US Government Pushing to Break Facebook Messenger’s Encryption To Spy On Suspects

Facebook Confirms Scanning Links and Photos Shared by Users on Messenger

End-to-end encryption is a boon for users as it prevents third parties from snooping in on their conversations, and at the same time, government authorities detest it because it impedes their surveillance and investigations.

In yet another scuffle over the feature, the US government is coercing Facebook to help officials tap the Messenger chat app to listen to a suspect’s conversations for an ongoing investigation, essentially asking Facebook to break Messenger’s end-to-end encryption feature.

Three people briefed on the ongoing investigation have told Reuters that Facebook is unwilling to accept the demand and has opposed the U.S. Department of Justice’s direction to allow wiretapping the suspect’s Messenger conversations.

US Government Pushing to Break Facebook Messenger’s Encryption To Spy On Suspects

The government officials even filed a motion in the court, asking the jury to hold Facebook accountable for contempt of court and not accepting their demands to spy on ongoing voice conversations. Facebook, on the other hand, is arguing that Messenger conversations are end-to-end encrypted and only the sender and recipient can view them, not even Facebook.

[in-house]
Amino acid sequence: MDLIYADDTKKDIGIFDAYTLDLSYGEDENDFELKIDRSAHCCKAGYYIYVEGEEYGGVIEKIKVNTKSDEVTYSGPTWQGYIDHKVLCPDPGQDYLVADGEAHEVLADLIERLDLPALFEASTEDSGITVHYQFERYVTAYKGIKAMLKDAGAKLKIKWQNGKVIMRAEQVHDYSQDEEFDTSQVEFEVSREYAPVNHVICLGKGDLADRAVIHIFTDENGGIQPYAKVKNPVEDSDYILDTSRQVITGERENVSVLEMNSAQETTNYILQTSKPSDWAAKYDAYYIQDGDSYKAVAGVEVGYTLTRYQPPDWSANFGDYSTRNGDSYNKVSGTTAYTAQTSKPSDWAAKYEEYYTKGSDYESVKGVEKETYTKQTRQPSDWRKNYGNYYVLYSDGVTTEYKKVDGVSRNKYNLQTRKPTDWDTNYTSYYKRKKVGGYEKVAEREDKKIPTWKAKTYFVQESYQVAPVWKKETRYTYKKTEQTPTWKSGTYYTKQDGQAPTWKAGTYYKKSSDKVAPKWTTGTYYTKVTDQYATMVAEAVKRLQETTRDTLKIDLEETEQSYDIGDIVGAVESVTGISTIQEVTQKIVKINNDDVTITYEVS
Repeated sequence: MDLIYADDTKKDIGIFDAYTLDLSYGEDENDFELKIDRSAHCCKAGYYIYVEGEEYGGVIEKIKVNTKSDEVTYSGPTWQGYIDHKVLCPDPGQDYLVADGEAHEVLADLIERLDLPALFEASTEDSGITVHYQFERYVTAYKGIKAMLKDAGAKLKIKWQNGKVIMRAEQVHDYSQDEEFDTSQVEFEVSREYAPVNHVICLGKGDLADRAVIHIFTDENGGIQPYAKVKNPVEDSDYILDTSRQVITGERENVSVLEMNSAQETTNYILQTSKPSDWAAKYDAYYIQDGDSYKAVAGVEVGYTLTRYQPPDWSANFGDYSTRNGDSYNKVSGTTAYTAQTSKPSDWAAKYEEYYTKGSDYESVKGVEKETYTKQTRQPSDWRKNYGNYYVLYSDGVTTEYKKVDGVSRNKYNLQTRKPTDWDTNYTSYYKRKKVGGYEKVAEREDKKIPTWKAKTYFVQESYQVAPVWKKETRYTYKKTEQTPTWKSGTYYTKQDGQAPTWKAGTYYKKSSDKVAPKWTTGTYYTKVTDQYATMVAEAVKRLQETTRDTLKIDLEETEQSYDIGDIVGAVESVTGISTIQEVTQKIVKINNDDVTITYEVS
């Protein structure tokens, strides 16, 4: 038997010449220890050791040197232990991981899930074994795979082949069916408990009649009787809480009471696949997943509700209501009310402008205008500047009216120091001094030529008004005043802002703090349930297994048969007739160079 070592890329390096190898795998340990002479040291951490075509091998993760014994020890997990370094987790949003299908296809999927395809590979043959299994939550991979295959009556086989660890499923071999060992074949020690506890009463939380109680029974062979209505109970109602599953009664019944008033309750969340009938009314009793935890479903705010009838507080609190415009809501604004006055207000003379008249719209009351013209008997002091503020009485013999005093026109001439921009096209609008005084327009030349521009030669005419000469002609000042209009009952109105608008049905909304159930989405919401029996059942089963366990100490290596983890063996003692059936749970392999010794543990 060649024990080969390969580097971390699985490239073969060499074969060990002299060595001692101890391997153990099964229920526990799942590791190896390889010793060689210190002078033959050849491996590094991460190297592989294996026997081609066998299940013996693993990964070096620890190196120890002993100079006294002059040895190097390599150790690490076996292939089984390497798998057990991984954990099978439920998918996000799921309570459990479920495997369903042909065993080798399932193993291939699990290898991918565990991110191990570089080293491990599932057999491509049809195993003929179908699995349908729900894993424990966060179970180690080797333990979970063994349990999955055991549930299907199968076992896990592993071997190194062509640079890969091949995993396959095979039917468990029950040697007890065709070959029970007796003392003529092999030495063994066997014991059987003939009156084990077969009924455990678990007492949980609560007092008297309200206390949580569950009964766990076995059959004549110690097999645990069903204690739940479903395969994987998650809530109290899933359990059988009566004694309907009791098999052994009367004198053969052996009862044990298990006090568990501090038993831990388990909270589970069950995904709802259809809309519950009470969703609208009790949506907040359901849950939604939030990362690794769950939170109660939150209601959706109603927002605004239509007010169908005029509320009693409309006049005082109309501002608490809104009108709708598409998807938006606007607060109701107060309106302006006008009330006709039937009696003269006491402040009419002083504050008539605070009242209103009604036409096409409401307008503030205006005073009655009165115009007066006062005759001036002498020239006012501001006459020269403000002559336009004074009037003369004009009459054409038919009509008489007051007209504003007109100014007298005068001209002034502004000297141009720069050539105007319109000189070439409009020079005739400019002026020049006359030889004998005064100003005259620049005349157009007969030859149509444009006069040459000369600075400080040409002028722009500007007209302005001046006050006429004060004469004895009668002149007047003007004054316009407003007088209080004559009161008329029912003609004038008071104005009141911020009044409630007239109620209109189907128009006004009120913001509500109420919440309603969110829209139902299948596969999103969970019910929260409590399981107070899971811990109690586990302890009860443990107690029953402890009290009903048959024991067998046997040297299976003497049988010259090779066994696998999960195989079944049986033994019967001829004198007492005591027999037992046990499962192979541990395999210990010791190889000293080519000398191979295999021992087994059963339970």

Facebook mentioned that there are only two ways in which the company can comply with the government’s demand. First, Facebook might have to rewrite the entire end-to-end encryption code, which means removing the security feature altogether, something that will almost certainly raise a storm about privacy.

The second alternative is that Facebook hack the suspect’s account and allow the government officials to intercept the conversation, but it appears that the company is unwilling to take either route.

The surveillance case is under seal, so no details or documents are publicly accessible. While tensions are certainly rising between both parties, the outcome of the scuffle can have huge ramifications on the whole concept of privacy and government authorized surveillance. If Facebook wins, then it would be a victory for users too who are concerned about their privacy, but if the government officials get what they need, it might also open the floodgates of unethical surveillance operations conducted by the government.

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